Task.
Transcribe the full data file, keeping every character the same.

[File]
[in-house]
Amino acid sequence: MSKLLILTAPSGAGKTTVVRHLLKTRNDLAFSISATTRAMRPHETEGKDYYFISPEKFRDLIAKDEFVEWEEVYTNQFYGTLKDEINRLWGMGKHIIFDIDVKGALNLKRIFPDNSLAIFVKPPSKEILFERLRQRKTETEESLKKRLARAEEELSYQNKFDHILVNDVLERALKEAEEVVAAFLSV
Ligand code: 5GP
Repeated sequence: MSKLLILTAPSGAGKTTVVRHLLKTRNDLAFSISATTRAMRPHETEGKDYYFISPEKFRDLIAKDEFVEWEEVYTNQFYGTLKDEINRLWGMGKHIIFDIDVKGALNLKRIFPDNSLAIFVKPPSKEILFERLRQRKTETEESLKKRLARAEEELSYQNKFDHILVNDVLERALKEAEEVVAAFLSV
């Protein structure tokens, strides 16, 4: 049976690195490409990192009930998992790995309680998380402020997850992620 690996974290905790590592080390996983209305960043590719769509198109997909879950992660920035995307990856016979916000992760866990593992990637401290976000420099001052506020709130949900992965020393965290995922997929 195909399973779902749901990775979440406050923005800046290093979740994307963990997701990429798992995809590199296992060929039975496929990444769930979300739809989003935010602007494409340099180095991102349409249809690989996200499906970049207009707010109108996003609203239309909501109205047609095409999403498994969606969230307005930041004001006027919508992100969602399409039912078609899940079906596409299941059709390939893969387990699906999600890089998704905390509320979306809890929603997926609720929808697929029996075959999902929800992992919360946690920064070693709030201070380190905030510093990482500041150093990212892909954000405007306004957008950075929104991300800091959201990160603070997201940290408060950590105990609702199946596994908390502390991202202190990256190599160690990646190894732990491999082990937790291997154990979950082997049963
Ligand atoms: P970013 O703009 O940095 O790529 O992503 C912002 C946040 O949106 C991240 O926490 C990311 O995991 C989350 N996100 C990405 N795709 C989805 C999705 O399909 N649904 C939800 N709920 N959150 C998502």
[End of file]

[in-house]
Amino acid sequence: MSKLLILTAPSGAGKTTVVRHLLKTRNDLAFSISATTRAMRPHETEGKDYYFISPEKFRDLIAKDEFVEWEEVYTNQFYGTLKDEINRLWGMGKHIIFDIDVKGALNLKRIFPDNSLAIFVKPPSKEILFERLRQRKTETEESLKKRLARAEEELSYQNKFDHILVNDVLERALKEAEEVVAAFLSV
Ligand code: 5GP
Repeated sequence: MSKLLILTAPSGAGKTTVVRHLLKTRNDLAFSISATTRAMRPHETEGKDYYFISPEKFRDLIAKDEFVEWEEVYTNQFYGTLKDEINRLWGMGKHIIFDIDVKGALNLKRIFPDNSLAIFVKPPSKEILFERLRQRKTETEESLKKRLARAEEELSYQNKFDHILVNDVLERALKEAEEVVAAFLSV
């Protein structure tokens, strides 16, 4: 049976690195490409990192009930998992790995309680998380402020997850992620 690996974290905790590592080390996983209305960043590719769509198109997909879950992660920035995307990856016979916000992760866990593992990637401290976000420099001052506020709130949900992965020393965290995922997929 195909399973779902749901990775979440406050923005800046290093979740994307963990997701990429798992995809590199296992060929039975496929990444769930979300739809989003935010602007494409340099180095991102349409249809690989996200499906970049207009707010109108996003609203239309909501109205047609095409999403498994969606969230307005930041004001006027919508992100969602399409039912078609899940079906596409299941059709390939893969387990699906999600890089998704905390509320979306809890929603997926609720929808697929029996075959999902929800992992919360946690920064070693709030201070380190905030510093990482500041150093990212892909954000405007306004957008950075929104991300800091959201990160603070997201940290408060950590105990609702199946596994908390502390991202202190990256190599160690990646190894732990491999082990937790291997154990979950082997049963
Ligand atoms: P970013 O703009 O940095 O790529 O992503 C912002 C946040 O949106 C991240 O926490 C990311 O995991 C989350 N996100 C990405 N795709 C989805 C999705 O399909 N649904 C939800 N709920 N959150 C998502």